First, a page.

COLUMBIANA, Ohio—If it weren't for the small red and white sign out front, you wouldn't know the Firestone Test Center even exists. The clean, white barn and out buildings, located next to an old Victorian-style house that needs a coat of paint, look like many of the farms that dot the rural countryside of Columbiana County, Ohio.
But down a sleepy two-lane side road off Ohio Route 7 lies the world's only tire testing facility dedicated to agricultural tires.
The 350-acre site stands as a monument to Firestone founder Harvey Firestone, whose family farm lies about a mile and a half away, and who is credited with putting the farm on pneumatic tires back in the 1930s.
Ken Medvec has worked at the center for 22 years and manages the four-person staff which operates the facility year round.
He's seen the center grow from a ``back-woodsy farm to a premier facility.''
Today, he proudly likes to say: ``It isn't a Firestone tire 'til I'm done testing it.''
Originally, Harvey Firestone used his family farm to try out his new agricultural tires, Mr. Medvec said during a recent tour. ``He would retrofit equipment and make his farm help use the tires,'' he said. In 1936, he brought the first pneumatic farm tire to the public.
For the next two decades, Mr. Firestone used the farm to test his ag tires, before the center was moved to its current home in 1952.
At first glance, the test center, now owned by Bridgestone/Firestone Inc., seems quiet. But a close look reveals a lot of action.
The center has five circular tracks—two concrete, two asphalt and one made of slag, an abrasive and sharp surface similar to the tar-and-chip road surfaces found on many back farm roads.
These circles are used for testing tire wear, durability and new tire compounds. Tractors run without drivers, day and night, around the 250-ft.-wide ovals, tethered with a chain to a post in the middle.
Occasionally, they've broken free, ending up in nearby Pine Lake at the northern end of the test center, Mr. Medvec said.
Bridgestone/Firestone's parent, Bridgestone Corp., bought the former Firestone Tire & Rubber Co. in 1989 and operates the Firestone Agricultural Tire Co. as a separate business unit out of Des Moines, Iowa, where the firm also has its only farm tire plant.
The test center came along as part of the deal.
Today, BFS' Firestone brand ranks No. 1 in the U.S. for replacement farm tires and stands No. 2 behind Goodyear in original equipment radial rears and small farm tires, according to company-provided statistics.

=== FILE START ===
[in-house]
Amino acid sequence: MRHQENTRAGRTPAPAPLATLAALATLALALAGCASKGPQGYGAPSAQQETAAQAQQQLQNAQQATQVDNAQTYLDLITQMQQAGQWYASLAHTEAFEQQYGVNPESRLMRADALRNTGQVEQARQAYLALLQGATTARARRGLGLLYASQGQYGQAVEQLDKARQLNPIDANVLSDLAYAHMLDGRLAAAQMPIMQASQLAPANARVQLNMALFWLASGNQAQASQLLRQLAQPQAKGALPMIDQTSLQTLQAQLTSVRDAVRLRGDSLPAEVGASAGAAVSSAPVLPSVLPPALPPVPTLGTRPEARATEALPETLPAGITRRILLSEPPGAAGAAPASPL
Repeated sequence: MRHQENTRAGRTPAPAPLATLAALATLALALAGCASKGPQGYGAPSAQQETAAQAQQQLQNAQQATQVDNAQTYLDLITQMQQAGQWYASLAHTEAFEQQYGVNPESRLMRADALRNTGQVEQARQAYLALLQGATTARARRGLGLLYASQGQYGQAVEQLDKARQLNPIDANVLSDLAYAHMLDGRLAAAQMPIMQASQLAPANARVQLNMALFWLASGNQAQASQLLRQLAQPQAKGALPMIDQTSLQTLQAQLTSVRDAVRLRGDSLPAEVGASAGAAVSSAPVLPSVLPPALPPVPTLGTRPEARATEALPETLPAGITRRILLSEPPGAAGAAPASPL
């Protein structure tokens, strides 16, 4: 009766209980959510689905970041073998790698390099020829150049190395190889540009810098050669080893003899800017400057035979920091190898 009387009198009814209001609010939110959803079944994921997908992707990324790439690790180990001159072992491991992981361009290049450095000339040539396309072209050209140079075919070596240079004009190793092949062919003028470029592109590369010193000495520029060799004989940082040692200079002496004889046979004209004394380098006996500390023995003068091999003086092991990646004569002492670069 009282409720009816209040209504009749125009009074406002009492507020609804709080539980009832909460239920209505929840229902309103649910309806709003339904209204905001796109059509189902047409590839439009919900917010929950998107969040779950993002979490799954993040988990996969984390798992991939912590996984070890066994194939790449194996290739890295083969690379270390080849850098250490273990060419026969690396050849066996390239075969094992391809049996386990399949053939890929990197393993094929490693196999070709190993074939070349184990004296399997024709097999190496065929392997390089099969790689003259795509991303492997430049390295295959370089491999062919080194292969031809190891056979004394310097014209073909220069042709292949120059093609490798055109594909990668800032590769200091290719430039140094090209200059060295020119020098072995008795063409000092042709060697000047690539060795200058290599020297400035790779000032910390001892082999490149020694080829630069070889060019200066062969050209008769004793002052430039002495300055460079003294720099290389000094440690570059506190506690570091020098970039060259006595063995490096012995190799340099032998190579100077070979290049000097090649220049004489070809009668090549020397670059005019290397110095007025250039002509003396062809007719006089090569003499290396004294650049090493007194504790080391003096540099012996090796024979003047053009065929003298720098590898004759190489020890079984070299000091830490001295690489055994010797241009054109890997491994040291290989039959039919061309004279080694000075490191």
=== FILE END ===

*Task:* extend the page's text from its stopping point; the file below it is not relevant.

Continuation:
Though BFS also tests forestry and skid steer tires at the Columbiana facility, most of the work focuses on farm tires.
Technicians use indoor test wheels to analyze tires for durability and heat buildup. To mimic aging, workers sometimes bombard the moving tires with ozone. ``This has helped Firestone develop better-wearing compounds,'' Mr. Medvec said.
To test for traction, fuel economy and bar tear, techs unleash ``The Mean Machine,'' a huge vehicle in use since the early 1970s that acts like ``a giant brake,'' he said.
Like the grimacing muscle man pictured on its sides, The Mean Machine provides drag when attached to the back of a tractor.
Inside, a technician can adjust the amount of drag up to 35,000 pounds to simulate the draw bar pull a tractor might experience in the field. Then BFS can test traction and tire slippage on the rim. Slippage can lead to air leaks and a corresponding reduction in the tire's ability to support weight, Mr. Medvec said.
Overloading is another area the company wants to study further.
``We're finding our tires are tremendously overloaded'' on vehicles such as combines and logging trucks, said A.D. (Al) Clark, manager, Ag & Forestry Tire Engineering & Testing for Firestone Agricultural Tire Co. The company has bought a set of portable scales so it can determine actual load in the field.
As farming has changed, testing ag tires has become more technical and complex over the years.
Today, farmers drive bigger tractors powered by engines with higher horsepower.
They also travel longer distances between fields, creating a need for higher-speed tractors which, in turn, calls for better handling tires.
``The time from field to field is important,'' Mr. Clark said.
Understanding these trends, company engineers are developing farm tires with an eye toward their highway handling as well as performance in the fields. Higher-speed tractors need tires that are more uniform, quieter and better handling, he said, particularly when changing lanes and making turns.
In England, he said, a company is manufacturing a tractor that can travel 80 kilometers (50 miles) per hour. Future tractors also will have suspensions, unlike today where the tire alone absorbs the shocks.
To test such tires, Bridgestone/Firestone has been upgrading the Firestone test center.
Last year, the company added a powerful saw for dissecting giant farm tires on site rather than having to send them out to be sectioned. It also bought a laser system for testing radial runout.
Upgrades planned for 1999 include the purchase of a tractor—with a suspension system—that's capable of traveling at 50 kilometers (31 miles) per hour.
BFS also hopes to acquire for the center a glassplate footprint analyzer and a footprint scan analyzer as well as two all-terrain test vehicles. It also wants to upgrade indoor test machines and link the center on the company-wide local computer network.
And, yes, it also plans to paint the farm house.